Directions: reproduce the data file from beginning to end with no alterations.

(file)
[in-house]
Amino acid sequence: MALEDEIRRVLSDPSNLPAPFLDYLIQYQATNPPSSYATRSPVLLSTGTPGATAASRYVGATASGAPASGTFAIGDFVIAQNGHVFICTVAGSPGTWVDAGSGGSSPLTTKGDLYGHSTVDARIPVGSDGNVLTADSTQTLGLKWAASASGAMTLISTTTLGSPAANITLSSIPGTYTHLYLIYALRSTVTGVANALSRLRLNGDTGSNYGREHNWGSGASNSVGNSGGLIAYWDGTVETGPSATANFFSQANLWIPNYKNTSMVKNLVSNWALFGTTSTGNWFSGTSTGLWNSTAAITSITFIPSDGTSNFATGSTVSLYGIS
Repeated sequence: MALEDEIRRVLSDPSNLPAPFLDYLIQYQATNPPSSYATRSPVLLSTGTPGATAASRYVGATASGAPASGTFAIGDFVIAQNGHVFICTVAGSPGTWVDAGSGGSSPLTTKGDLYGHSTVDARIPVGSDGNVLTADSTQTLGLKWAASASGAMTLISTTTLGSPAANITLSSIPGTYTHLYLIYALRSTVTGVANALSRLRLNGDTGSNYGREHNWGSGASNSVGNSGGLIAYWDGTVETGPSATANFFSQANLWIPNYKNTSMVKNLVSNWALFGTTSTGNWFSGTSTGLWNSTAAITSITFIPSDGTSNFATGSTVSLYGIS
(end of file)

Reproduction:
[in-house]
Amino acid sequence: MALEDEIRRVLSDPSNLPAPFLDYLIQYQATNPPSSYATRSPVLLSTGTPGATAASRYVGATASGAPASGTFAIGDFVIAQNGHVFICTVAGSPGTWVDAGSGGSSPLTTKGDLYGHSTVDARIPVGSDGNVLTADSTQTLGLKWAASASGAMTLISTTTLGSPAANITLSSIPGTYTHLYLIYALRSTVTGVANALSRLRLNGDTGSNYGREHNWGSGASNSVGNSGGLIAYWDGTVETGPSATANFFSQANLWIPNYKNTSMVKNLVSNWALFGTTSTGNWFSGTSTGLWNSTAAITSITFIPSDGTSNFATGSTVSLYGIS
Repeated sequence: MALEDEIRRVLSDPSNLPAPFLDYLIQYQATNPPSSYATRSPVLLSTGTPGATAASRYVGATASGAPASGTFAIGDFVIAQNGHVFICTVAGSPGTWVDAGSGGSSPLTTKGDLYGHSTVDARIPVGSDGNVLTADSTQTLGLKWAASASGAMTLISTTTLGSPAANITLSSIPGTYTHLYLIYALRSTVTGVANALSRLRLNGDTGSNYGREHNWGSGASNSVGNSGGLIAYWDGTVETGPSATANFFSQANLWIPNYKNTSMVKNLVSNWALFGTTSTGNWFSGTSTGLWNSTAAITSITFIPSDGTSNFATGSTVSLYGIS